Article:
Is Change Coming to South Africa’s Classrooms?

On 27 March 2014, five of our teachers and facilitators attended the Inspired Teachers Conference in Johannesburg to discuss topics such as “How technology is changing the face of education” and “Teaching to light up a classroom.” Crispen Bvumbghe was one of our Good Work Foundation (GWF) delegates, and Ryan managed to catch up with him to ask a few questions:

Ryan: Crispen, do you think that real change is coming to South Africa’s classrooms?

Crispen: Believe it or not, before you get to the question of technology, there is a big psychological issue that needs to be addressed. It’s often referred to as “Chalk and Talk” – a system of teaching based on old technologies and a very one-sided, dictatorial approach.

Out with the old and in with the new. On the right, Crispen facilitates a number of self organised learning environments at HDLC.

Out with the old “chalk and talk” and in with the new. On the right, Crispen facilitates a number of self organised learning environments at HDLC.

Around the world, teachers are slowly beginning to forsake the limiting single “curriculum” and look to the pluralities of new learning methods and technologies. That also means that teachers need to adapt their role, to become facilitators of information that comes from a variety of sources.

Ryan: Will these pluralities lead to change in our classrooms?

Crispen: Yes I believe they can. Teachers must see them working and believe in them. For example, the Self Organised Learning Environment (SOLE) as well as Stanford Mobile Inquiry Based Learning Environment (SMILE), which we use at GWF, both empower children to teach themselves and each other. The teacher is relegated to “facilitator” of knowledge, rather than “giver” of knowledge. That encourages real thinking and collaboration in children from early on, and makes learning much more fun. I firmly believe that the best learning happens in a participatory environment.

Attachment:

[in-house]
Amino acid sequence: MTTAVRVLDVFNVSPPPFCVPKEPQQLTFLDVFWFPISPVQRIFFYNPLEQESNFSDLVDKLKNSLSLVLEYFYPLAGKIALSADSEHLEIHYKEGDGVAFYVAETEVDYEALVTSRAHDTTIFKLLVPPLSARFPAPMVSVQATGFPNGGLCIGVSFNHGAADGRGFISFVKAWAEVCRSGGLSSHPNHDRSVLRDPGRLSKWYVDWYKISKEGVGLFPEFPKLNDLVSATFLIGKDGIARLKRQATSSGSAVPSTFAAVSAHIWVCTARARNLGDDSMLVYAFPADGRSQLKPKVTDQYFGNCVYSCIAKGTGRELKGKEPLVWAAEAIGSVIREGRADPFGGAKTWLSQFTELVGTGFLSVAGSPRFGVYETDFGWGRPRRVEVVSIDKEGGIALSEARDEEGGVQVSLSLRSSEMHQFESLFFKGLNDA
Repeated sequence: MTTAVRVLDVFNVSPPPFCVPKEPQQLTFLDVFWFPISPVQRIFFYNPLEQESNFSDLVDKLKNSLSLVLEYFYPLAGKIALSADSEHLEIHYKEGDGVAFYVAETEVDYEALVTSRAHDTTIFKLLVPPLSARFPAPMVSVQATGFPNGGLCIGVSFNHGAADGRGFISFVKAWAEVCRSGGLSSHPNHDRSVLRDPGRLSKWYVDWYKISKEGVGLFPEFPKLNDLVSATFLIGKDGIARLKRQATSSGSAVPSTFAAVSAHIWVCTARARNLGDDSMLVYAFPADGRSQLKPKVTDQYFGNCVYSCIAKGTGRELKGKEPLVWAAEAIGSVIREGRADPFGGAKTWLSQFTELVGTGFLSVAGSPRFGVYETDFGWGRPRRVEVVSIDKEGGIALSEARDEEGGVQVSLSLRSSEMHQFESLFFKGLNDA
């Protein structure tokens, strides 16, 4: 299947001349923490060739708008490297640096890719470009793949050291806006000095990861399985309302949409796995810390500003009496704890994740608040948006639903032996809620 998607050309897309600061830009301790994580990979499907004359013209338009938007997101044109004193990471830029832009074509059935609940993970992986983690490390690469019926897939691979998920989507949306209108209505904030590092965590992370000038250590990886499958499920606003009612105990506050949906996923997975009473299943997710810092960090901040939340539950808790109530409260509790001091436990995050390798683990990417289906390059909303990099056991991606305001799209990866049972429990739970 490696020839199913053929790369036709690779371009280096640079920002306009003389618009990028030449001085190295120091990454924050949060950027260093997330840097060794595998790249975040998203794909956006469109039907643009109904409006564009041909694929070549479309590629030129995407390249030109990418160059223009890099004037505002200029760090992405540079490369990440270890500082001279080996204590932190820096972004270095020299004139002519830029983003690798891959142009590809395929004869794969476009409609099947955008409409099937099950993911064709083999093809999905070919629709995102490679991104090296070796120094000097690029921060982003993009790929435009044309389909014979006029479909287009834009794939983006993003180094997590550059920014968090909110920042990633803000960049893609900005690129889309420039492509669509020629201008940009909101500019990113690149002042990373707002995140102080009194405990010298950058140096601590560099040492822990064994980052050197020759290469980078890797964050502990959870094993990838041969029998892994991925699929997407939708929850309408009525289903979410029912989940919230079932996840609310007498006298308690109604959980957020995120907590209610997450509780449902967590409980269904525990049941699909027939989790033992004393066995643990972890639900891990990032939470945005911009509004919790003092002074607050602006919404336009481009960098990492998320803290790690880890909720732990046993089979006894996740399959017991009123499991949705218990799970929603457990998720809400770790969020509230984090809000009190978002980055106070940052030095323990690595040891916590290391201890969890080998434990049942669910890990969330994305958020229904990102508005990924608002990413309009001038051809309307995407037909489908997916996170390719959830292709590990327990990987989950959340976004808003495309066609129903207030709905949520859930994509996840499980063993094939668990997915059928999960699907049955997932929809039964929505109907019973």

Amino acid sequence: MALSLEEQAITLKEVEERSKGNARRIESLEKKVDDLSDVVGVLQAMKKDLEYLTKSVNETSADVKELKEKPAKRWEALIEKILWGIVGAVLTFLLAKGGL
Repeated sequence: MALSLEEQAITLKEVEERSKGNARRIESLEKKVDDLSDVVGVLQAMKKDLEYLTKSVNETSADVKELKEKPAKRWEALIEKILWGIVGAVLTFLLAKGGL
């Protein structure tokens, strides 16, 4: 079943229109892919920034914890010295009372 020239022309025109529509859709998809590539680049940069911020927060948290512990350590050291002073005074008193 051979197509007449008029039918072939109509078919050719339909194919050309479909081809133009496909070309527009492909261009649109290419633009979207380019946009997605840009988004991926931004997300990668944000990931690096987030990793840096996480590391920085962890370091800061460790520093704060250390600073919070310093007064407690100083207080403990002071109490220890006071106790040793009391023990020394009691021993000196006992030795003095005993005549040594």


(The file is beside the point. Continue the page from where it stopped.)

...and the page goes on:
Stanford mobile inquiry-based learning environment

A self organised learning environment.

When our teachers see that new technologies are not complicated, but actually very simple, and very effective, I think they will start to embrace new methods of teaching. More importantly, students will start demanding it, and teachers will have to be “on their toes”.

Ryan: Did the conference mention the general absence of parents in children’s education? The lack of parent involvement seems to be a problem around the world.

Crispen: Yes. Of course there needs to be more involvement, but that is out of our control. Technology will probably connect parents to their children’s progress on a daily basis (instead of an end of term report card). A concept that is interesting is “the hidden curriculum”. Regardless of what is happening in the home, it is a teacher’s responsibility to act as a role model to his or her students, practicing fairness, understanding and integrity at all times. That might sound “wishy-washy” but just imagine the impact on children across the country if teachers never abused their power and always delivered on a pledge to facilitate active, engaged learning in every child.

Ryan: So the “hidden curriculum” is real and teachers have a massive responsibility?

Crispen: Yes it is. What we discussed at the conference was the responsibility of teachers to help young people make good choices. That is a value that should be taught to people, but all too often, it is not. The teacher-student relationship is one of the few remaining “unregulated” relationship dynamics left, and is still open to the possibility of huge abuse. And abuse is not just abuse. Abuse is also apathy or lack of interest. So yes, we have a huge responsibility, but I think a more egalitarian and interactive style in classrooms – which is being facilitated by the internet, teaching apps and self-organised learning environments – will be a positive change.

Behaviour can be changed, both in teachers and students. And today – more than ever – we have to adapt as change comes to our classrooms.

Right to left: Crispen, Lungile, Glenrose and Havny at the Inspired Teachers Conference

Right to left: Crispen, Lungile, Glenrose and Havny at the Inspired Teachers Conference.